Outages Happen

internetisbroken

On August 10, the main data center for Exchange Defender suffered a catastrophic power failure. Clients using the spam filtering service had their incoming and outgoing mail interrupted or massively slowed for most of a day, and hosted mailboxes went offline for as long as two days.

On August 17, Microsoft Office 365 had an outage after an unspecified failure in a major North American server center. Mail was down for 2-3 hours for some subscribers.

On August 7, power equipment failures took a portion of Amazon’s EC2 cloud computing platform in Europe offline for 24-48 hours.

On March 1, 35,000 Gmail users were offline for as long as five days, while Google scrambled to restore data lost in a server snafu.

In April mail went out for some of Apple’s MobileMe customers.

On August 3, many Yahoo Mail users were offline for more than a day.

Are you worried about the reliability of cloud services and hosted mail? You’re missing the point.

In a client’s office earlier this year, the mail went down for two days when the onsite Exchange server threw a fit, causing me to work frantically with Microsoft support engineers to bring the database back online.

In a client’s office a few months ago, the mail went down for two days when the server failed unexpectedly and had to be replaced with new hardware and restored from backups.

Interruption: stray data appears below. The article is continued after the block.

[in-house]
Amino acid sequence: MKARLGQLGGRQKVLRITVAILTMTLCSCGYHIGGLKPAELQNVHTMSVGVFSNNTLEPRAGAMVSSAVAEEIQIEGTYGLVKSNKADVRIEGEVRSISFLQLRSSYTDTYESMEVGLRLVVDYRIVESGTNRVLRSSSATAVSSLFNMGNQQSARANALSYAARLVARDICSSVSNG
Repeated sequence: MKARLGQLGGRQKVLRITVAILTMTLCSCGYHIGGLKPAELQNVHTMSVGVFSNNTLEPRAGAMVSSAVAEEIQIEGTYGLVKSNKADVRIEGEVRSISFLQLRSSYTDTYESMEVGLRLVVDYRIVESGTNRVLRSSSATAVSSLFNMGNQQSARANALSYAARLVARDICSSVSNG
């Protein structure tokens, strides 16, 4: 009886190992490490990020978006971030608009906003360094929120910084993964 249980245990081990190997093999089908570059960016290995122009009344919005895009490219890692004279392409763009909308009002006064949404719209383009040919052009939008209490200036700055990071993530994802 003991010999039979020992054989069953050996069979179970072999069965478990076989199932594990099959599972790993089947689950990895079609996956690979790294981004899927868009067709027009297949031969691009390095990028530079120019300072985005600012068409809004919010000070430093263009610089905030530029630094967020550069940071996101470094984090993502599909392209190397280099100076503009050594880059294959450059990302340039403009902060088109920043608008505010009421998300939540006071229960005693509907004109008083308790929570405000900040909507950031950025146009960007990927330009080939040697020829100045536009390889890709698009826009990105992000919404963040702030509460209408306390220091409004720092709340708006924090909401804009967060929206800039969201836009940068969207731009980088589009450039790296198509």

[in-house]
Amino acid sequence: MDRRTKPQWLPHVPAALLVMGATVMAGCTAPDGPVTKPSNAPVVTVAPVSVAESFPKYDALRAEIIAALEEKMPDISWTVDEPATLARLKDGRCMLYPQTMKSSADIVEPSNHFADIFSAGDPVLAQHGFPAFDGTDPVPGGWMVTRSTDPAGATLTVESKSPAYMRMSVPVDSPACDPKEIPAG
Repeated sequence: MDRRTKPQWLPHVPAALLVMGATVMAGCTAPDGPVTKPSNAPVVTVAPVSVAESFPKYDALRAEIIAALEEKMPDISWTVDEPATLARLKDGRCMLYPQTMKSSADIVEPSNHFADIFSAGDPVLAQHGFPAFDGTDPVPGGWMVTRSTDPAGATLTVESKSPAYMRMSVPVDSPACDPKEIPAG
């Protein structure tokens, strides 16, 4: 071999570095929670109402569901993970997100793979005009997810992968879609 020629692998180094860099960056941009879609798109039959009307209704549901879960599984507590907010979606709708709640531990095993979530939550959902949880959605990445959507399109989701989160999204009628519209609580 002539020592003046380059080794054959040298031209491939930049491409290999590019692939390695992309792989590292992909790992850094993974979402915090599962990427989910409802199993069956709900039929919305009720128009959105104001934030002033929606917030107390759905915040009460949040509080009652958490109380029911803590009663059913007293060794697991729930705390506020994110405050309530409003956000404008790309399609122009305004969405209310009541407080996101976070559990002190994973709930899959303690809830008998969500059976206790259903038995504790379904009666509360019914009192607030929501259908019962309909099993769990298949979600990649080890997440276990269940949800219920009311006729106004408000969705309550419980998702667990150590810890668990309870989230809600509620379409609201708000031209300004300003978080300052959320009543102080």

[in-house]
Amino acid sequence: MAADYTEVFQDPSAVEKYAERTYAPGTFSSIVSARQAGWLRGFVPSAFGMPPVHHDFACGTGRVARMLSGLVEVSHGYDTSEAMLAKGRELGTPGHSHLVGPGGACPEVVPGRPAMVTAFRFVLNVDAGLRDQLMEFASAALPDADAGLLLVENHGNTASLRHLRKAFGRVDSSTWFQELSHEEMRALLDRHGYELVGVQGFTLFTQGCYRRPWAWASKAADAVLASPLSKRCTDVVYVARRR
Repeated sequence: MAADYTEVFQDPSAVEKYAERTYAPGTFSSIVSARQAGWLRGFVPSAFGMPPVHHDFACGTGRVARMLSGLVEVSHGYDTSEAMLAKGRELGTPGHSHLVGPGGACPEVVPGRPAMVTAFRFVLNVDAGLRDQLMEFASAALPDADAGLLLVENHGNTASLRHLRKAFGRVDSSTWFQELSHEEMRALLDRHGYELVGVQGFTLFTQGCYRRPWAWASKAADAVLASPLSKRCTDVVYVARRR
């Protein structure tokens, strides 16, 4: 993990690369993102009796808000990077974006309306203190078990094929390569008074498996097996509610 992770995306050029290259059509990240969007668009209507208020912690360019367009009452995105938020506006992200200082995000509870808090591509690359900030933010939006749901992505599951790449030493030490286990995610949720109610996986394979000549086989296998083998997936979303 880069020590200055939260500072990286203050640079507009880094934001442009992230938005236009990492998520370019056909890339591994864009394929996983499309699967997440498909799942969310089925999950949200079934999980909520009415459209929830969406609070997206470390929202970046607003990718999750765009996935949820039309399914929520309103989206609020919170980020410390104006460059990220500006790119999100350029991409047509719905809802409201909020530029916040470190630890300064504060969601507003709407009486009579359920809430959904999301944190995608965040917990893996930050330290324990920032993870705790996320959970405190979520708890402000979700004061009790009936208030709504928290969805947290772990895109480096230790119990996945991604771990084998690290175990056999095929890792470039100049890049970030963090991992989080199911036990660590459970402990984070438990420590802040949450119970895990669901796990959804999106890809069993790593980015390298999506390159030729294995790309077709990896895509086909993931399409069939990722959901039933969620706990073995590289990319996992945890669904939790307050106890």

In a client’s office this spring, the mail went down for almost a week when the company’s Internet connection went down after some miscommunications with AT&T.

In a client’s office yesterday, the mail went down overnight after I made a typing mistake in the company’s MX record during a mail migration.

Outages happen.

Very small businesses probably don’t have the budget for redundant Internet connections or failover servers. There are only a few things that can be done by a very small business to prepare for an interruption in business-critical services – choose cloud platforms carefully; buy good equipment; have good backups.

The most important thing, though, is simply to recognize that outages happen. There is no technology that is capable of being delivered 100% of the time, 24×7, 365 days/year. Try to get past anger, try to get past blame, because outages are going to happen when there’s no one to blame and no one who deserves the anger.

The big companies are building a very resilient infrastructure for cloud services. The work continues to harden them. Don’t draw too many conclusions when you see a report about the outage of the moment.